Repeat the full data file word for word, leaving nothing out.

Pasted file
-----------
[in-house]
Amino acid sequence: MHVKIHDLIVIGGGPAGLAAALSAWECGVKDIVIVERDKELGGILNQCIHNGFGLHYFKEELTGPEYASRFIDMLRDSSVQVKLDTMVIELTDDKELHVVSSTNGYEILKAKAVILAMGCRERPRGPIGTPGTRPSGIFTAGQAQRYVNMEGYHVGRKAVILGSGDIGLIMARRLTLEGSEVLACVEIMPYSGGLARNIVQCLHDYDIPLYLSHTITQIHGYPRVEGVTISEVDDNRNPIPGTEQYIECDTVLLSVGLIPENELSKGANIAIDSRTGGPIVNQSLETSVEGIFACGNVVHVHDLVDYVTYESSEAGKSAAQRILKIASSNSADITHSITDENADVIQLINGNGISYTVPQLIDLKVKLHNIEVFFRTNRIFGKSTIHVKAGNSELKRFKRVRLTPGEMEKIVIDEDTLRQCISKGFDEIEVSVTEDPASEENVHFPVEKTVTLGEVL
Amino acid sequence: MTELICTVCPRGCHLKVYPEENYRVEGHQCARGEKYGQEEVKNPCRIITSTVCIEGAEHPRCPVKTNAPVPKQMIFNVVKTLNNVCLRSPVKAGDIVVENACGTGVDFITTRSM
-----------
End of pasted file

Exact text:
[in-house]
Amino acid sequence: MHVKIHDLIVIGGGPAGLAAALSAWECGVKDIVIVERDKELGGILNQCIHNGFGLHYFKEELTGPEYASRFIDMLRDSSVQVKLDTMVIELTDDKELHVVSSTNGYEILKAKAVILAMGCRERPRGPIGTPGTRPSGIFTAGQAQRYVNMEGYHVGRKAVILGSGDIGLIMARRLTLEGSEVLACVEIMPYSGGLARNIVQCLHDYDIPLYLSHTITQIHGYPRVEGVTISEVDDNRNPIPGTEQYIECDTVLLSVGLIPENELSKGANIAIDSRTGGPIVNQSLETSVEGIFACGNVVHVHDLVDYVTYESSEAGKSAAQRILKIASSNSADITHSITDENADVIQLINGNGISYTVPQLIDLKVKLHNIEVFFRTNRIFGKSTIHVKAGNSELKRFKRVRLTPGEMEKIVIDEDTLRQCISKGFDEIEVSVTEDPASEENVHFPVEKTVTLGEVL
Amino acid sequence: MTELICTVCPRGCHLKVYPEENYRVEGHQCARGEKYGQEEVKNPCRIITSTVCIEGAEHPRCPVKTNAPVPKQMIFNVVKTLNNVCLRSPVKAGDIVVENACGTGVDFITTRSM